"Call Urgent Meeting of Currency Union" Says, Former Minister of Finance
Former Minister of Finance and now Hon. Leader of the Opposition Reuben T. Meade, is recommending that Hon. Premier Donaldson Romeo call an urgent meeting of the Eastern Caribbean Currency Union to deal with the looming issue of Montserrat losing its corresponding banking relationships.
Speaking on the Warren Cassell Show Friday, Meade said he has not received any information to confirm that Bank of Montserrat has been notified of losing its corresponding banking relationship with the Bank of America in 30 days as has been reported in regional media. However, rather than wait to see if it becomes a reality, the former premier said it was advisable that Montserrat initiate a conversation with the ECCU and the other indigenous banks in the OECS.
He called for a proactive approach to the situation, saying the island had several actions it could take in the interim. He suggested that the premier should stay on island and present leadership on the matter rather than attend a scheduled meeting in Brussels. “This is something that has to happen in the coming days. I wanted to hear my Minister of Finance soothing the fears of the people,” Meade said on radio. “He needs to sit here to manage the situation and keep advisors and officials at the Bank of Montserrat close at hand.”
The former chairman of the monetary council said together the indigenous banks should request for the Eastern Caribbean Central Bank to provide the necessary support to approach the corresponding banks in the US as one unit. “He should call an urgent meeting of the council which can be done by video conferencing.”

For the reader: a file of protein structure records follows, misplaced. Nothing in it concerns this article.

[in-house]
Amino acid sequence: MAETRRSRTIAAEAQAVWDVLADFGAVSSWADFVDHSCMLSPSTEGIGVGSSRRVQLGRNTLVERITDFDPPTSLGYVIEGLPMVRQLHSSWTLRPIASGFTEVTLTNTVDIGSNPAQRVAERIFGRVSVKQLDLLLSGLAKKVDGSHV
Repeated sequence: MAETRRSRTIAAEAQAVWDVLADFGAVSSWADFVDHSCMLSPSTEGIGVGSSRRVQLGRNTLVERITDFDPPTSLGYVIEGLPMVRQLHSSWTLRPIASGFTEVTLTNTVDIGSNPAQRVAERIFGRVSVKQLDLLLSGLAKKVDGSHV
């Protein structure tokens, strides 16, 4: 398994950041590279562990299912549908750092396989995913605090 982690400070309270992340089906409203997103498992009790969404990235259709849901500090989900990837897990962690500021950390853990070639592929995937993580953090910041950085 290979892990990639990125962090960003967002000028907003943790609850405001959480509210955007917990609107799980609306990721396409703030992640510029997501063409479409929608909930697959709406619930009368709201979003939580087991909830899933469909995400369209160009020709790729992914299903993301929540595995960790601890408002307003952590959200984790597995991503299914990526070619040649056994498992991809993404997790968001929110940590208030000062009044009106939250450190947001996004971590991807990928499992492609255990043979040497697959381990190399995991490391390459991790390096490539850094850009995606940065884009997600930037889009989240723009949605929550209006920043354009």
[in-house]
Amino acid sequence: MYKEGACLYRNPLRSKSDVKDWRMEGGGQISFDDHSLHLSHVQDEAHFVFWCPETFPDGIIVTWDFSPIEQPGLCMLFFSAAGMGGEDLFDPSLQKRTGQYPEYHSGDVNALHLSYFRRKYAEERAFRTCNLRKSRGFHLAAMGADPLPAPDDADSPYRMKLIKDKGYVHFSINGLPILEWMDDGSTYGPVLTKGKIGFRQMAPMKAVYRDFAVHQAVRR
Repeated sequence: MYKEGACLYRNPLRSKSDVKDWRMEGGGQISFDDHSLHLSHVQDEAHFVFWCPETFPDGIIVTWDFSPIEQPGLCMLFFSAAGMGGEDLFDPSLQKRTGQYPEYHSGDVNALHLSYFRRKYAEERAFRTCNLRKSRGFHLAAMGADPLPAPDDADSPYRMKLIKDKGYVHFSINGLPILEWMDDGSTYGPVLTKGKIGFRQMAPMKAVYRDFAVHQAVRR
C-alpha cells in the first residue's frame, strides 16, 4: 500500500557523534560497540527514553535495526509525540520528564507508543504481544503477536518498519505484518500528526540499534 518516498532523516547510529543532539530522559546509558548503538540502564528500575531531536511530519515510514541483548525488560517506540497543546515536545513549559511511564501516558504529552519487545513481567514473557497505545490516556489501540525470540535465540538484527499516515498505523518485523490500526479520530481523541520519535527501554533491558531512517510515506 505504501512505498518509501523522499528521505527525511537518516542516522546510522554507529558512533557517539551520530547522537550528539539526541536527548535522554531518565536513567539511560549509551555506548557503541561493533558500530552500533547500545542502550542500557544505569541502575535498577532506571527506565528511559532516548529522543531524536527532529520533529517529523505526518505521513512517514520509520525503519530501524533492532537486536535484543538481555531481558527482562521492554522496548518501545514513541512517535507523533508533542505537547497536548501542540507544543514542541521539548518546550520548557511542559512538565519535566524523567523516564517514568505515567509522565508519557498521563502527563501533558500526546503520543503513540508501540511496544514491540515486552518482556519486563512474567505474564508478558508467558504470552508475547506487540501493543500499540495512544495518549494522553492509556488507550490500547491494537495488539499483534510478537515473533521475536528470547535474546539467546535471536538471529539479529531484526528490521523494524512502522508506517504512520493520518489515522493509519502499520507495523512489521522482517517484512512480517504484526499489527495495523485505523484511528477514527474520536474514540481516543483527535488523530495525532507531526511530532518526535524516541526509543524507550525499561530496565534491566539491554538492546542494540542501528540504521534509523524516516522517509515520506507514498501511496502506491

He noted that they would be stronger in numbers as if Montserrat only traded sums of 10 million it would not have the same impact as all of the indigenous banks trading more than 100 million collectively with the backing of the central bank.
The opposition leader said it was important to alleviate the fears of the corresponding banks, who are trying to avoid the potential risk of working with institutions who may expose them to fines from transgressing the anti-money laundering and anti-terrorism laws.
Business Advisor with Excellency B.V. Rochelle Monte said there are varying issues why corresponding banks are choosing to de-risk by ending relationships with Caribbean banks. Meade explained that one of these reasons is the increase in Citizen by Investment Programmes (CIP) across the region, which have been of concern to the international banks. “They don’t know where the money is coming from,” he said.
The former leader of government said another proactive approach would be for Montserrat to engage with the Crown Agents Bank, which is an entity of the UK government to provide intermediary banking services. This was a more expensive option, he noted but that it would still allow business to continue.
The opposition member said an added concern which weakens Montserrat’s position in this situation is the fact that the island has not assented to the new Banking Act. Although it has been passed by parliament, it requires the governor to sign it into law on a date designated by the government.
“This situation must be tackled now. We don’t want to wait to see if it happens,” Meade added. “Montserrat is too small to deal with it alone.”
Residents have expressed concern that this situation would hamper how they are able to collect social security and pension benefits from abroad among other things.
Losing a corresponding bank in the US affects individuals as in the following examples:
Being unable to purchase goods from overseas could affect what we can buy locally as more than 95% of what is consumed on island is from overseas.
As the US has a $10,000 limit on individual money transactions, it would also severely limit how business people can make payments to suppliers. Trying to circumvent that by using smaller amounts over a period of time would still be tracked and create more issues.
“Let’s not panic,” Meade said. “We can stop this from happening by creating the relationships are there for us to use. We have been afraid to work together now the international community is forcing us to come together.”